PostPosted: Sun Jan 02, 2011 4:39 am 
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The tests are of course valuable but "QB" is also spreading confusion. She writes: "One thing you should know about NAND is that it only has a limited amount of writes... so why would a drive actually write a zero? It is just deleteing the block from it's lists (i.e. turning it off)."
That would make sense but her illustrations (and Anandtech's) show overwriting. I suspect most drives will overwrite but they don't have to do it in real-time or in such a simple operation (they may defragment free space while they're at it).

Pierre wrote:
It's just a way to reset, to start over...from one perspective it really only makes sense if one does that periodically in order to restore performance...but in that case, I would be writing tens of GBs of data to my SSD...not something I would want to do...

I'm not suggesting you do that periodically but after hammering your drive with write benchmarks, as dhanson865 suggested. You have lots of free space. If you have TRIM this may not be important but, if you don't, your drive may work to preserve fragmented deleted test data for a long time...

Pierre wrote:
Secondly, Sandforce TRIM and GC are very, very mild, and allow much, much degradation to happen before kicking in, and they are slow at it also."

TRIM is merely an instruction.
Many things get called GC. Your drive is quite fast at some of them (look at its random write speed!). I suspect that what it's not doing aggressively is to defragement free space into unallocated blocks in order to allow fast dumping of data to flash. It seems that often gets called idle GC which makes little sense. Whatever.


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 Post subject: Re: Got an SSD for performance and silence, but what about T
PostPosted: Sun Jan 02, 2011 8:00 am 
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Last edited by dhanson865 on Mon Jan 03, 2011 7:00 am, edited 1 time in total.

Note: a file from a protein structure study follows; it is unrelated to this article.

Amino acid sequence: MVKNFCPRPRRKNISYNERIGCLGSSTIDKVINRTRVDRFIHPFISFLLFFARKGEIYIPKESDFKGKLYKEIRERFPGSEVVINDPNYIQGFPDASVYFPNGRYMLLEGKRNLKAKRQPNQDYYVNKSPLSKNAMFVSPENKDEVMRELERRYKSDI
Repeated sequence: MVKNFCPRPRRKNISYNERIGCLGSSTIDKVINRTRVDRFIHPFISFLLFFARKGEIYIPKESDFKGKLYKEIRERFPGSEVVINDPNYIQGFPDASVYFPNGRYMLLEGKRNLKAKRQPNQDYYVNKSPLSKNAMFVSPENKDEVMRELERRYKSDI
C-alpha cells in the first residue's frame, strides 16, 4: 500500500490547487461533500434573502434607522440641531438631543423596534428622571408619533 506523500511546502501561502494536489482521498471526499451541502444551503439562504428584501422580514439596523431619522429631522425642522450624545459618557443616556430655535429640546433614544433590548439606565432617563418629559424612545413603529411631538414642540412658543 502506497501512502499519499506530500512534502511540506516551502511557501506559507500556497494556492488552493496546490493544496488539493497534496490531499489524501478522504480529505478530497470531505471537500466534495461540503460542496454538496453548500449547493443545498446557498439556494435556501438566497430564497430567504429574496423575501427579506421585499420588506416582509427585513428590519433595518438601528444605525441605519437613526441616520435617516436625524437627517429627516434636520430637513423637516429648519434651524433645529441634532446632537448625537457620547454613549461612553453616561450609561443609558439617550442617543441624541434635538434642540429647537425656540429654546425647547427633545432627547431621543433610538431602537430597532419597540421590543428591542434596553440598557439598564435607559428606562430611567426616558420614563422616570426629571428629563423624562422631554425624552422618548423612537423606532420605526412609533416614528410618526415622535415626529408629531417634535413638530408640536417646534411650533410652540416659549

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 Post subject: Re: Got an SSD for performance and silence, but what about T
PostPosted: Sun Jan 02, 2011 8:37 am 
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dhanson865 wrote:
So if you have 508K of a 512K block filled with data and you delete 504K and trim isn't involved you ...

No, that's if you overwrite those 504K! And TRIM makes no difference in that case of course.
If you delete a file occupying 504K, the writes happen elsewhere (with or without TRIM) and the data is untouched on the drive. The controller may overwrite the data as well if you have TRIM but, so far as I know, it doesn't have to. The reason the drive would overwrite unneeded data is to allow faster writes on this "block" next time around. But it won't do this if TRIM doesn't tell it the data has been deleted! So, if the controller behaves as you describe with TRIM, deleting a file would probably be slower and not faster with TRIM.
This overwriting would be unnecessary if the "data" was all zeroes (or perhaps ones - I don't know which actually) by the way but the controller might not be aware of that and overwrite anyway.


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 Post subject: Re: Got an SSD for performance and silence, but what about T
PostPosted: Sun Jan 02, 2011 4:59 pm